spinal cord

noun

Definition of spinal cord

: the cord of nervous tissue that extends from the brain lengthwise along the back in the spinal canal, gives off the pairs of spinal nerves, carries impulses to and from the brain, and serves as a center for initiating and coordinating many reflex acts — see brain illustration

Examples of spinal cord in a Sentence

Recent Examples on the Web The cancer’s tentacles had spread quickly and wrapped about his spinal cord. Sarah Elizabeth Richards, Wired, "One Man’s Search for the DNA Data That Could Save His Life," 19 Nov. 2020 Manet was suffering from tabes dorsalis, the degeneration of nerves in the dorsal column of his spinal cord, a primary symptom of which was locomotor ataxia. Colin B. Bailey, The New York Review of Books, "Suffering, Unfaltering Manet," 17 Nov. 2020 The New York Times best-selling author and personal finance expert had emergency surgery in July for a tumor on her spinal cord, after ignoring some troubling signs for several months prior. NBC News, "Suze Orman shares the No. 1 lesson she learned from a recent health scare," 13 Oct. 2020 Blake was shot several times in an altercation with police in August and suffered severe injuries to his spinal cord and multiple organs. Aj Willingham, CNN, "5 things to know for October 8: VP debate, Covid-19, SCOTUS, police, Russia," 8 Oct. 2020 AstraZeneca Plc’s paused vaccine trial was linked to a spinal cord problem in a patient. Bloomberg.com, "Trump Downplayed Risk; Global Deaths Top 900,000: Virus Update," 9 Sep. 2020 The 29-year-old Blake underwent surgery Tuesday, according to Crump, who added that the bullets severed his spinal cord and shattered his vertebrae. Arkansas Online, "3 shot, 2 killed in 3rd night of unrest over Blake shooting," 26 Aug. 2020 The 29-year-old Blake underwent surgery Tuesday, according to Crump, who added that the bullets severed his spinal cord and shattered his vertebrae. Mike Householder, Scott Bauer, Anchorage Daily News, "2 killed in Kenosha, Wisconsin, when gunfire breaks out during protests over police shooting of Jacob Blake Jr.," 26 Aug. 2020 The overlap with pain is also present in the ways — still poorly understood — in which itch travels from the peripheral nerves in the skin to the spinal cord and up to the brain, Dong says. Katherine Harmon Courage, Smithsonian Magazine, "The Search for What Causes Chronic Itching," 10 Nov. 2020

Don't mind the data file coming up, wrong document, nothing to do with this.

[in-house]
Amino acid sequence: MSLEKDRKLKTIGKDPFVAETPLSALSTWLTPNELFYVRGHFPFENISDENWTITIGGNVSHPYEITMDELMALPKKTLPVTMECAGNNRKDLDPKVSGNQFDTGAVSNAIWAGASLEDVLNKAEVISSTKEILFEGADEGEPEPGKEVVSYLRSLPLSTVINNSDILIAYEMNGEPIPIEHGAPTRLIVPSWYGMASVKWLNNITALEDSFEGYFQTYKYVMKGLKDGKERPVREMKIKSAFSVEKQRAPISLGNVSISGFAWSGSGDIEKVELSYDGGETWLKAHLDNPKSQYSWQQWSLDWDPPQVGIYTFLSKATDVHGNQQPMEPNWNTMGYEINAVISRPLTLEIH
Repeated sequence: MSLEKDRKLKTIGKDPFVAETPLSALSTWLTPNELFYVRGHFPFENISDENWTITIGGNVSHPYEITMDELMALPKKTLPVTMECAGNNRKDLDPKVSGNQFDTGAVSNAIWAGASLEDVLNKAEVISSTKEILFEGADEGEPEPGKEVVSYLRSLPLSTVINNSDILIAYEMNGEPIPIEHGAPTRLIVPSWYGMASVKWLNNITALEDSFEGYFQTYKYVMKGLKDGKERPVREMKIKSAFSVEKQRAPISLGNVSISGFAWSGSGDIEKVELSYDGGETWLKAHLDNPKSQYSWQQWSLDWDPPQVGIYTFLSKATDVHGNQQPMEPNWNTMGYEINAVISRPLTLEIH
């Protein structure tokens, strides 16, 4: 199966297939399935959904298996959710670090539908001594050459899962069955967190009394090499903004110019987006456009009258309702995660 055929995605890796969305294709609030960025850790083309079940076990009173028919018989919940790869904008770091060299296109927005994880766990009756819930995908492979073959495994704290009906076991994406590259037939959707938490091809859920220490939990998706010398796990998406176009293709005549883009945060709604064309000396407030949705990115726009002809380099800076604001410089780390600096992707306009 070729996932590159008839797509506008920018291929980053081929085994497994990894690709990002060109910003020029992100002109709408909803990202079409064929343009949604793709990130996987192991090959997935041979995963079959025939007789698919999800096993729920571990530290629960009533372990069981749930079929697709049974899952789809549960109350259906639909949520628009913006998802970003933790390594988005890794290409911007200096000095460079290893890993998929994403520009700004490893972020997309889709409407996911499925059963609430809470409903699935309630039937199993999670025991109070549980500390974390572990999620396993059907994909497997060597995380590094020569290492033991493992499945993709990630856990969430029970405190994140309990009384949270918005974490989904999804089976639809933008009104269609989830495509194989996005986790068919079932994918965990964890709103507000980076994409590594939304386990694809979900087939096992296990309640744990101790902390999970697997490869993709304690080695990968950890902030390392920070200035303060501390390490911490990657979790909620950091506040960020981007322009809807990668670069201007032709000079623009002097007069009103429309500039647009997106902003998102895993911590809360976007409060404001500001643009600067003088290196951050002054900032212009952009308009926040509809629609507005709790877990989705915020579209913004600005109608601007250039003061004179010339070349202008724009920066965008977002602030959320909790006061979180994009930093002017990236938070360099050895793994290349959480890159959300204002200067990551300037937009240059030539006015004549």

These example sentences are selected automatically from various online news sources to reflect current usage of the word 'spinal cord.' Views expressed in the examples do not represent the opinion of Merriam-Webster or its editors. Send us feedback.

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First Known Use of spinal cord

1834, in the meaning defined above

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Time Traveler for spinal cord

Time Traveler

The first known use of spinal cord was in 1834

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Statistics for spinal cord

Last Updated

28 Nov 2020

Cite this Entry

“Spinal cord.” Merriam-Webster.com Dictionary, Merriam-Webster, https://www.merriam-webster.com/dictionary/spinal%20cord. Accessed 3 Dec. 2020.

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More Definitions for spinal cord

spinal cord

noun

English Language Learners Definition of spinal cord

: the large group of nerves which runs through the center of the spine and carries messages between the brain and the rest of the body

spinal cord

noun

Kids Definition of spinal cord

: a thick bundle of nerves that extends from the brain down through the cavity of the backbone and connects with nerves throughout the body to carry information to and from the brain

spinal cord

noun

Medical Definition of spinal cord

: the thick longitudinal cord of nervous tissue that in vertebrates extends along the back dorsal to the bodies of the vertebrae and is enclosed in the spinal canal formed by their neural arches, is continuous anteriorly with the medulla oblongata, gives off at intervals pairs of spinal nerves to the various parts of the trunk and limbs, serves not only as a pathway for nerve impulses to and from the brain but as a center for carrying out and coordinating many reflex actions independently of the brain, and is composed largely of white matter arranged in columns and tracts of longitudinal fibers about a large central core of gray matter somewhat H-shaped in cross section and pierced centrally by a small longitudinal canal continuous with the ventricles of the brain

called also medulla spinalis

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